Here on the Stay Work Play NH blog, we’re celebrating young leaders all over the state — and we have a lot to celebrate! Last fall, New Hampshire saw a boost in young people taking office at the state level. In fact, 42 of our representatives are under 40 years old. You’ll get to meet all of them on this space, but we also want to shine a spotlight on the young people leading their communities at the local level!
Meet Nathaniel Morneault!
A Realtor with a passion for helping first time homebuyers, Nathaniel donated his time and expertise to his town’s planning board. Nathaniel, originally from Pennsylvania, wasted no time making a name for himself in the seacoast region after moving to New Hampshire. Nathaniel is a graduate of the Leadership Seacoast Class of 2018 and serves as Co-Chair of the Board for Catapult Seacoast. After serving a full term on Durham’s planning board, Nathaniel (whom I think of as my predecessor) moved and opened the door for me to take his seat as the “token” young person on the board! I wanted to find out what Nathaniel learned from his time spent in local government.
Tell us about your “Path to Politics” — what made you decide to get involved?
I decided to get involved in my town’s planning board because of my real estate background and because I saw that there was an opportunity to provide a voice to a younger demographic that is often overlooked in town planning decisions. The board was primarily comprised of retirees, which meant I was the youngest person on my planning board by at least 30 years, and coming from outside the state, I was able to share a unique perspective on projects from a millennial’s point of view and that of a non-NH native.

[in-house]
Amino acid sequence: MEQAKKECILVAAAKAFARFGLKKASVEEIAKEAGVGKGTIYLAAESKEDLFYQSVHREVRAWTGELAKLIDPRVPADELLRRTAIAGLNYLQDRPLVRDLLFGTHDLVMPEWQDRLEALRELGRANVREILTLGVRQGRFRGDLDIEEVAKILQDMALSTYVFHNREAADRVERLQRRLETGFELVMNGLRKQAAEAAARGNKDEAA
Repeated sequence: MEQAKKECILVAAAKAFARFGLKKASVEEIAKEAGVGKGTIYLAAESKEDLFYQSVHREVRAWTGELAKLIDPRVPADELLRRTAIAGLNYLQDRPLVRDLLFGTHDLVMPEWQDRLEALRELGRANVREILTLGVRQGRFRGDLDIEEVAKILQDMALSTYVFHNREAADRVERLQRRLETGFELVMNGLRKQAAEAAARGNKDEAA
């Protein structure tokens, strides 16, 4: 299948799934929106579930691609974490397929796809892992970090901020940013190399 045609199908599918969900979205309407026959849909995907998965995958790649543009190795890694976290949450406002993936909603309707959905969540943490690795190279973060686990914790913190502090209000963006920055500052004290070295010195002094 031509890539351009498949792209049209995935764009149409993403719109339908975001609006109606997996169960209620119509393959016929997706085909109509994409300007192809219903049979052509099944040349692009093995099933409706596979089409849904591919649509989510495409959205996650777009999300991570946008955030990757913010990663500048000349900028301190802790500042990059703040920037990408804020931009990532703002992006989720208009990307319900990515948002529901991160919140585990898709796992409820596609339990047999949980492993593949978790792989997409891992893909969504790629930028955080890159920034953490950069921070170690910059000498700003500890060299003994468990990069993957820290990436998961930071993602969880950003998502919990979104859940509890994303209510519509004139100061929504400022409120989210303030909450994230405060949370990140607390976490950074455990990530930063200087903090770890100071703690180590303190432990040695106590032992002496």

What’s the number one thing you hope to accomplish while serving?
My goal while on the board was not to turn Durham into a sky-scraping metropolis or get electric scooters on every corner, but to change the way people think and provide a road map to other young professionals in my town on how to get involved. The only way to truly cause positive change is to be the change we wish to see. It’s easy to complain about how things are, what is hard is believing in making your community better so much that you volunteer hours of your time for years to just make a little progress.
What advice would you give to another young person interested in getting involved in local politics in NH?
Don’t worry about what’s cool. We aren’t in high school anymore, no one will make fun of you for volunteering for your town government, If you care about any issue from parking rates to climate change, you should get involved and make your voice heard. My other piece of advice is to be empowered, don’t be embarrassed to be the youngest person on a board or the token “millennial.” Your voice is as important as the folks who have lived in town for 60 years and you are the future of your community, so always be respectful, but make sure your voice is heard because your peers are counting on you to represent them.
What advice do you have for citizen advocates?
Like most communities, Durham has a very active group of citizen advocates. My advice is to be fair and be respectful. Folks on local boards and committees are volunteering their time and are often sitting through locally-televised meetings until 10 PM on a Wednesday because they want to hear your voice and ensure they are representing their neighbors well. At the end of the day, even if you don’t agree with a decision that was made, remember you are still a member of the community and we are all in this together.
Finally, just for fun, tell us something about yourself that will surprise people.
Before deciding to move to NH I had never volunteered for anything in my life unless it was a requirement for school. The community in NH and the Seacoast specifically is one that welcomes and promotes citizen involvement, whether that’s through a nonprofit or local government. It’s never too late to get involved, so get out there and make a difference!